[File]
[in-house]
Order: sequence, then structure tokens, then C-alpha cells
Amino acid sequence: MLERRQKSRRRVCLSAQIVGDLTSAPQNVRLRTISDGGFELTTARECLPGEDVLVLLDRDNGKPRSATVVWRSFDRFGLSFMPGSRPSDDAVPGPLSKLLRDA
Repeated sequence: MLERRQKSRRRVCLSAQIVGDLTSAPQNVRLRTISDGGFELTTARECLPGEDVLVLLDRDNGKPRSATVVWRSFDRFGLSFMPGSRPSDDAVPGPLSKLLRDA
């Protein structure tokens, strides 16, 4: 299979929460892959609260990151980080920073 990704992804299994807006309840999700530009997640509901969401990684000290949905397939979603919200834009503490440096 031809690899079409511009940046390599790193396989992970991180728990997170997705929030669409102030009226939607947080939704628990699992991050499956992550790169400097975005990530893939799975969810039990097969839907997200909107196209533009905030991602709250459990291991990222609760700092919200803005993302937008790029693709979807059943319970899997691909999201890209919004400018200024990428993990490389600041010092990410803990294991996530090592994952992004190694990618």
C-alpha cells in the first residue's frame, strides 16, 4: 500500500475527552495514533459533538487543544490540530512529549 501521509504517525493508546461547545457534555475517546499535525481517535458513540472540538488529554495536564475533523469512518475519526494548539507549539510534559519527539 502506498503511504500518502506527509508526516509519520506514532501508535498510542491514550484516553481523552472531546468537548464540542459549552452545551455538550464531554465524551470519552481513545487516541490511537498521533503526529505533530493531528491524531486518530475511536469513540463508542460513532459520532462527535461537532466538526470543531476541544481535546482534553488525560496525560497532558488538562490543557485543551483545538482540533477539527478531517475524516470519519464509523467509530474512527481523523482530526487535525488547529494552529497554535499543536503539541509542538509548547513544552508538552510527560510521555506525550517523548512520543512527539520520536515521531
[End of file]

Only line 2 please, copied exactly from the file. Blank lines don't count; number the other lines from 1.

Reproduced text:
Order: sequence, then structure tokens, then C-alpha cells